Eventually the connection between the leaf stems and twigs at the abscission point weakens and severs so that the leaves float to the ground, creating a mixed-species leaf-litter layer that is renewed each fall. This upper layer is the bulk source of humus formation, which in turn produces the underlying soil that is the reservoir of calcium, nitrogen, phosphorus, sodium, magnesium, potassium, and other essential elements that sustain the ongoing forest and those of us dependent upon it; that is, all of us, in one way or another.

Go ahead and get your hand dirty. Delve into the leaf-litter. There you will find distinctive layers of decomposition. First, there is the relatively intact layer of newly fallen material in which the leaves are still recognizable as to species. Next come skeletonized, sometimes slimy leaf layers that can be difficult to identify in regard to species. But note that some leaves with high carbon to nitrogen rates (beech and sugar maple are examples) may take three years to fully decompose.

And finally, there is the gritty, dark, moist humus zone. This layer marks the point of departure between formerly organic living systems and those to come. Ecologists recognize two basic sorts of humus: “mor” (which is relatively acidic and consists of the thick litter characteristic of conifer dominated forests) and “mull” (which is relatively alkaline and characteristic of the rich, diverse litter created by deciduous forests).

The decomposition of leaf-litter is carried on by a variety of plant and animal mechanisms including bacteria, slime molds, fungi, protozoans, and various ground-dwellers. Poke around in the litter before hard winter really sets in and you’ll turn up various critters — slugs and snails, earthworms and roundworms, millipedes and centipedes, beetles, ants, termites, spiders, and many more — still busily going about their eternal recycling chores.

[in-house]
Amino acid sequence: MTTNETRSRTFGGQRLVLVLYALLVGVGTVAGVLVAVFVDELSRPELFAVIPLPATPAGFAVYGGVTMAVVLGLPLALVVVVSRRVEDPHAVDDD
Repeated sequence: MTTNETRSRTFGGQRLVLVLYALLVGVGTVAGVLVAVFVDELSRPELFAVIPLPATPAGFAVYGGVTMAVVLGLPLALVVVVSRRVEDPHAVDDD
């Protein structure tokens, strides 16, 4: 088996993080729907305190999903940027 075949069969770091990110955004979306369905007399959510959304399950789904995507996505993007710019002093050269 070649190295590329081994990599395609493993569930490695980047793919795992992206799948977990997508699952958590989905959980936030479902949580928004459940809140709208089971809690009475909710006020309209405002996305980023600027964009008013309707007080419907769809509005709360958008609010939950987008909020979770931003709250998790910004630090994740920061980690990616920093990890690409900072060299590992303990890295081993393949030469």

Some litter dwellers feed directly on the fallen leaves, needles, twigs, branches, and trunks, while others prey upon the feeders. But all are part of the same litter-food-soil web, and, in death, all contribute their carcasses — along with larger animal carrion and feces — to the total complex that becomes humus and the enduring and life-sustaining earth.

George Ellison wrote the biographical introductions for the reissues of two Appalachian classics: Horace Kephart’s Our Southern Highlanders and James Mooney’s History, Myths, and Sacred Formulas of the Cherokees. In June 2005, a selection of his Back Then columns was published by The History Press in Charleston as Mountain Passages: Natural and Cultural History of Western North Carolina and the Great Smoky Mountains. Readers can contact him at P.O. Box 1262, Bryson City, N.C., 28713, or at This email address is being protected from spambots. You need JavaScript enabled to view it. .